Financial Considerations in a Nursing Home Abuse Suit

When a loved one has come to harm due to maltreatment suffered in a nursing home, the most important consideration is getting justice for him or her. However, you may have concerns about the costs involved in pursuing legal action, particularly hiring an attorney.

Personal injury attorneys who represent plaintiffs in cases involving nursing home abuse or neglect typically do not charge any money up front. Rather, they bill on a contingency basis. In other words, the attorney only gets paid if a certain condition is met, e.g., you win your case. If you lose, you do not have to pay the attorney anything.

How Does Contingency Billing Work?

When the attorney agrees to take on your case, the two of you agree on a contingency fee, which is a portion of the damages you recover. Sometimes your attorney charges a contingency fee on a sliding scale. In other words, the more you recover in damages, the larger fee your attorney will charge. Your attorney may also ask for a specific percentage of your award. This can range from 25% to 40% but is usually 33.3%, or one-third of your eventual award.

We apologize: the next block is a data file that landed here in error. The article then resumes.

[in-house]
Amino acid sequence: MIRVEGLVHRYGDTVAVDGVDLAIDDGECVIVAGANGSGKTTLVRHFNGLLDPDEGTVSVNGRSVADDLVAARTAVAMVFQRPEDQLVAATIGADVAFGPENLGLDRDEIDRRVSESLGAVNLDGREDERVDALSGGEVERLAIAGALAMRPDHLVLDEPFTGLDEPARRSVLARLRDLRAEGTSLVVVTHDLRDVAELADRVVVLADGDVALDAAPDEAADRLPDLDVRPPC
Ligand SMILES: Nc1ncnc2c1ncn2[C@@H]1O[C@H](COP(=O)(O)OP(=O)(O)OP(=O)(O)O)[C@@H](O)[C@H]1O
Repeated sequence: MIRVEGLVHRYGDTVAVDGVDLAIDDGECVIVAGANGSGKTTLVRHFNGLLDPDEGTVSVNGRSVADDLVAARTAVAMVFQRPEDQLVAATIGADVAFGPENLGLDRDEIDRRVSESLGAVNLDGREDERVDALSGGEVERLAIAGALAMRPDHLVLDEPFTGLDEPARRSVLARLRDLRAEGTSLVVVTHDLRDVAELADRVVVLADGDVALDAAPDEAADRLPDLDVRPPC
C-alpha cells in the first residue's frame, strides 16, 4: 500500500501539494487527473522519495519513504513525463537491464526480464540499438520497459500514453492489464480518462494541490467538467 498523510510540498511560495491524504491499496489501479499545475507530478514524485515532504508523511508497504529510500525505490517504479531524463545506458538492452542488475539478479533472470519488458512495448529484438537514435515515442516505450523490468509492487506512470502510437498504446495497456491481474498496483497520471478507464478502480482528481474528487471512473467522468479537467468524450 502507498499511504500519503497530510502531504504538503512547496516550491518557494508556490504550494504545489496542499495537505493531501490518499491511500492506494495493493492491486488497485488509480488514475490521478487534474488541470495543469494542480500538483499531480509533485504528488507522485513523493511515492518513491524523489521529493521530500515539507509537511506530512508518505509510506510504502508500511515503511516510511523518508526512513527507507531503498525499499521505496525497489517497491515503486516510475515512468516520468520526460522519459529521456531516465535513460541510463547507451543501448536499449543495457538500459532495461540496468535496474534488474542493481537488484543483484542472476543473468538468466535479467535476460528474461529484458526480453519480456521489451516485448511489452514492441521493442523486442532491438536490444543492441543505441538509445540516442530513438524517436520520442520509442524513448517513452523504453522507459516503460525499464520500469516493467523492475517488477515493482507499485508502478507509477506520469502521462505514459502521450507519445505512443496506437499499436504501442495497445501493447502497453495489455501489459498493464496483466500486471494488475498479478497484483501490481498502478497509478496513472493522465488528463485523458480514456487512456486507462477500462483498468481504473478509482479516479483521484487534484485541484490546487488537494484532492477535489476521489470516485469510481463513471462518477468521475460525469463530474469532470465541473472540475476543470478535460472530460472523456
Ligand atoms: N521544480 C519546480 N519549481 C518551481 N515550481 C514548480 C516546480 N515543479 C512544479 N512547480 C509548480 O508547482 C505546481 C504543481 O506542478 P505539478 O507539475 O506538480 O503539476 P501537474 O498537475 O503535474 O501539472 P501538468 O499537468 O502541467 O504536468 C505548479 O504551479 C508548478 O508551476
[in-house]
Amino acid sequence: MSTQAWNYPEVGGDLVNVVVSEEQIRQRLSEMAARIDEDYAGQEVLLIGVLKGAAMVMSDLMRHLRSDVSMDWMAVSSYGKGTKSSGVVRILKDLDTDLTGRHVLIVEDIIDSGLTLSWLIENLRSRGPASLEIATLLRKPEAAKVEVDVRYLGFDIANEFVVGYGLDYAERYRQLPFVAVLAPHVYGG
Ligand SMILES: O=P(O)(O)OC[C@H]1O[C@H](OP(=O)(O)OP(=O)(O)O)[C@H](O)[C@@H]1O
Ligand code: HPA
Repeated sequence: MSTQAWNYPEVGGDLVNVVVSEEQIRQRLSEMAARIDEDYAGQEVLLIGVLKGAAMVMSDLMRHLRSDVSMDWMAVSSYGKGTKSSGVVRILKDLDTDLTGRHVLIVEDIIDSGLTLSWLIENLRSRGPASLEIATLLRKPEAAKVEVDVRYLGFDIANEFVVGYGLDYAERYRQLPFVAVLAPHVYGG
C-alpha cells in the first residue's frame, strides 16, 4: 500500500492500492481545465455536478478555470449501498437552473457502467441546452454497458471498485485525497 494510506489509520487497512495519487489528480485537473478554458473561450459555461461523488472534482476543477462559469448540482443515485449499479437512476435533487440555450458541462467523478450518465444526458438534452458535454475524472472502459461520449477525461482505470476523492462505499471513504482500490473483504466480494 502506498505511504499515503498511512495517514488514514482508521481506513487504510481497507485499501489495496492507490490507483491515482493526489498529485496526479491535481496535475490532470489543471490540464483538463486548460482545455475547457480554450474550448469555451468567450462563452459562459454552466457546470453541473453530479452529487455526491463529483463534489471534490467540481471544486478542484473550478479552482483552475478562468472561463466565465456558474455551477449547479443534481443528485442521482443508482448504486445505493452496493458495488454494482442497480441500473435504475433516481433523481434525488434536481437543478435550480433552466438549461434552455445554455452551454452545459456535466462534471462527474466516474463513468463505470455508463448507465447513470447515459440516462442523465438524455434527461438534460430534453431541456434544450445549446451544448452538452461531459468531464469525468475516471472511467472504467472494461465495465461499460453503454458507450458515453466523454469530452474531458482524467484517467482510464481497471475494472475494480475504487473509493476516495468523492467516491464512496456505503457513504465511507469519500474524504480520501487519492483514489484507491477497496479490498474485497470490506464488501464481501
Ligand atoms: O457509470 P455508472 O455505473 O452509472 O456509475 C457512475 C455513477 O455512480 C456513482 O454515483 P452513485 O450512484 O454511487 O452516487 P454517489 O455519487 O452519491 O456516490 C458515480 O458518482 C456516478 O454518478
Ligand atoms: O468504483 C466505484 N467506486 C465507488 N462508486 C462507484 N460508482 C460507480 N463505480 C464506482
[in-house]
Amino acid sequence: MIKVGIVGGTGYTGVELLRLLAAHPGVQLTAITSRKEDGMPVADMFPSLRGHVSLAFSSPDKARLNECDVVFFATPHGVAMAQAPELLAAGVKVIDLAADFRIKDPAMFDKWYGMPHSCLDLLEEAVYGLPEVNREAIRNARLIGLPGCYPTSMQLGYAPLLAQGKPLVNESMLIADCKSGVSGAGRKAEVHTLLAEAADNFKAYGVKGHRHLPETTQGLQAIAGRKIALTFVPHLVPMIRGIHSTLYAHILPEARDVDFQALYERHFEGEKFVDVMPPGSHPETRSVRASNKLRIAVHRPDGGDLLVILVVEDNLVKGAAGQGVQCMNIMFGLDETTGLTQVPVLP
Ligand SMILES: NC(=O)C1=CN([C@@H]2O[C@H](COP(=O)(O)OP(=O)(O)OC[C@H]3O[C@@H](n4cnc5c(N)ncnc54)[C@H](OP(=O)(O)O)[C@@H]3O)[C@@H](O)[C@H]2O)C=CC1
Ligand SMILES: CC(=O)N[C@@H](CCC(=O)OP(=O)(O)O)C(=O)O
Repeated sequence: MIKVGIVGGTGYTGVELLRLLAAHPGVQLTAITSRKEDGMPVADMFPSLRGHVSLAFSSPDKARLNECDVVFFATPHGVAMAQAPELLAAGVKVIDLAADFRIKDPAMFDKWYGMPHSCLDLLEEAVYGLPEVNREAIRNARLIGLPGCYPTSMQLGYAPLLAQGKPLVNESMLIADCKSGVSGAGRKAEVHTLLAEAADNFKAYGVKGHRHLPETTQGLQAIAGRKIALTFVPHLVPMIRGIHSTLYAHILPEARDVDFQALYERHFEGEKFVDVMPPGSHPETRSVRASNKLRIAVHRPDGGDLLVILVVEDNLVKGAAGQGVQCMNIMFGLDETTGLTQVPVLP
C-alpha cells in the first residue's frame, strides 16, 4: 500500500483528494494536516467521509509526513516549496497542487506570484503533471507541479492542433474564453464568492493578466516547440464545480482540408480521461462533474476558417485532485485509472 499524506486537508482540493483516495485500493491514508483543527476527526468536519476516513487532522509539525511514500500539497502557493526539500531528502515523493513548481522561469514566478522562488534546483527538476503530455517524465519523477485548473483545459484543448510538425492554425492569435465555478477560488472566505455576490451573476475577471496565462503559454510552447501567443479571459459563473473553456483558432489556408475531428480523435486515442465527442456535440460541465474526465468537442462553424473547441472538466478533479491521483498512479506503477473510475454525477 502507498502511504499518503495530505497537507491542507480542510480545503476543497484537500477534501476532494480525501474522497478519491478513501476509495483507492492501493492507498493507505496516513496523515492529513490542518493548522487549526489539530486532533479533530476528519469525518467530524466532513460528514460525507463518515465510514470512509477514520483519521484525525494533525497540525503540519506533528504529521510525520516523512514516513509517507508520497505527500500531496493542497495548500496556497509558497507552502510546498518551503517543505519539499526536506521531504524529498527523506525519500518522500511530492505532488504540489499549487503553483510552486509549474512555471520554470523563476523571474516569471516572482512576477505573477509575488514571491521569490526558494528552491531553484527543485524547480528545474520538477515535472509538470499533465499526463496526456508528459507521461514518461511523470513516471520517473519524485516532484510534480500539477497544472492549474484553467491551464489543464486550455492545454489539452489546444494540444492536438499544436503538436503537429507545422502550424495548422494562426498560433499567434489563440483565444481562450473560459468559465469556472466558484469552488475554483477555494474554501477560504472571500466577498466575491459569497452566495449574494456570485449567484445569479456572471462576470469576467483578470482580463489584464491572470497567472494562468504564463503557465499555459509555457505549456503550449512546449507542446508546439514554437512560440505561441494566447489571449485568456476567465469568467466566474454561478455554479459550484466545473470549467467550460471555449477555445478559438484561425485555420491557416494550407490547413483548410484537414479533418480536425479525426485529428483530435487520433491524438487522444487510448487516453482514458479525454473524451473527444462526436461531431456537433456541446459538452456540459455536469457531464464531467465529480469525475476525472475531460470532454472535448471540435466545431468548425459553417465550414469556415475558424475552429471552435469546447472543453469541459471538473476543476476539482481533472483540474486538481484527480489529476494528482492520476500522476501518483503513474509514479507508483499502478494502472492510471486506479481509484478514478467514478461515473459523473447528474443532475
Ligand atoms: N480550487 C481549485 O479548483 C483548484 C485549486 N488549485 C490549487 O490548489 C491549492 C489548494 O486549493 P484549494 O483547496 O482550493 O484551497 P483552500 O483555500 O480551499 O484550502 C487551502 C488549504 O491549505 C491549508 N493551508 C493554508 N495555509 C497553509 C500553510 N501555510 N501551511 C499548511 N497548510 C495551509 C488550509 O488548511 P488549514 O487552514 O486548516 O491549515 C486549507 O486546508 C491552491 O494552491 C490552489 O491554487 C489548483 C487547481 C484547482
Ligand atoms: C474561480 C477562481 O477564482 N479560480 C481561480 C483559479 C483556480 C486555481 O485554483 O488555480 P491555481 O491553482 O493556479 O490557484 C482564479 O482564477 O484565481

Most personal injury cases settle out of court, including those involving nursing home abuse and neglect. If your case goes to trial, it means a greater risk, and your attorney will have to invest more time and effort in preparation. The attorney may therefore charge a higher contingency fee if your case goes to trial.

Does Contingency Billing Mean That You Don’t Pay Anything if You Don’t Win?

If your case goes to court and you don’t win, you do not owe your attorney any money if he or she charges a contingency fee. However, there are other costs related to the case that your attorney does not charge you, such as court filing fees. You may still be responsible for paying these expenses, but they do not go to an attorney.

What Prevents the Attorney From Taking Most of the Award?

All lawyers must comply with a code of professional conduct that attorneys’ organizations set for themselves. The code of conduct prevents a lawyer from charging a contingency fee that would leave the client at a disadvantage because it is too exorbitant. Furthermore, you have the opportunity to negotiate the contingency fee with the attorney. If you feel it is too high, you have the option not to agree to it.

Hiring a nursing home neglect lawyer, to represent you and your loved one in a case of nursing home abuse can improve your position and help you recover more in damages. Contact a law office for a consultation.